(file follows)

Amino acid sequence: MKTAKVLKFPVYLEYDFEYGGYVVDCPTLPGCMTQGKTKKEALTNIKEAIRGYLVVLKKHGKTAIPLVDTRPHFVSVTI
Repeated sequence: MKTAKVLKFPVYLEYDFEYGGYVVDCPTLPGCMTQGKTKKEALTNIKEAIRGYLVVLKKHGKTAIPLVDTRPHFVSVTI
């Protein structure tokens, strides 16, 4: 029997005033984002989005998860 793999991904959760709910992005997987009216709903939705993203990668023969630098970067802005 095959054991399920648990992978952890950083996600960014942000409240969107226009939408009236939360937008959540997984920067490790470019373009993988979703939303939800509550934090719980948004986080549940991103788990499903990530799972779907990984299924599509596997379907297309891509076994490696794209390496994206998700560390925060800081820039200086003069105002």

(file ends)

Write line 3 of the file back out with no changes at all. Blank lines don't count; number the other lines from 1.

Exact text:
């Protein structure tokens, strides 16, 4: 029997005033984002989005998860 793999991904959760709910992005997987009216709903939705993203990668023969630098970067802005 095959054991399920648990992978952890950083996600960014942000409240969107226009939408009236939360937008959540997984920067490790470019373009993988979703939303939800509550934090719980948004986080549940991103788990499903990530799972779907990984299924599509596997379907297309891509076994490696794209390496994206998700560390925060800081820039200086003069105002």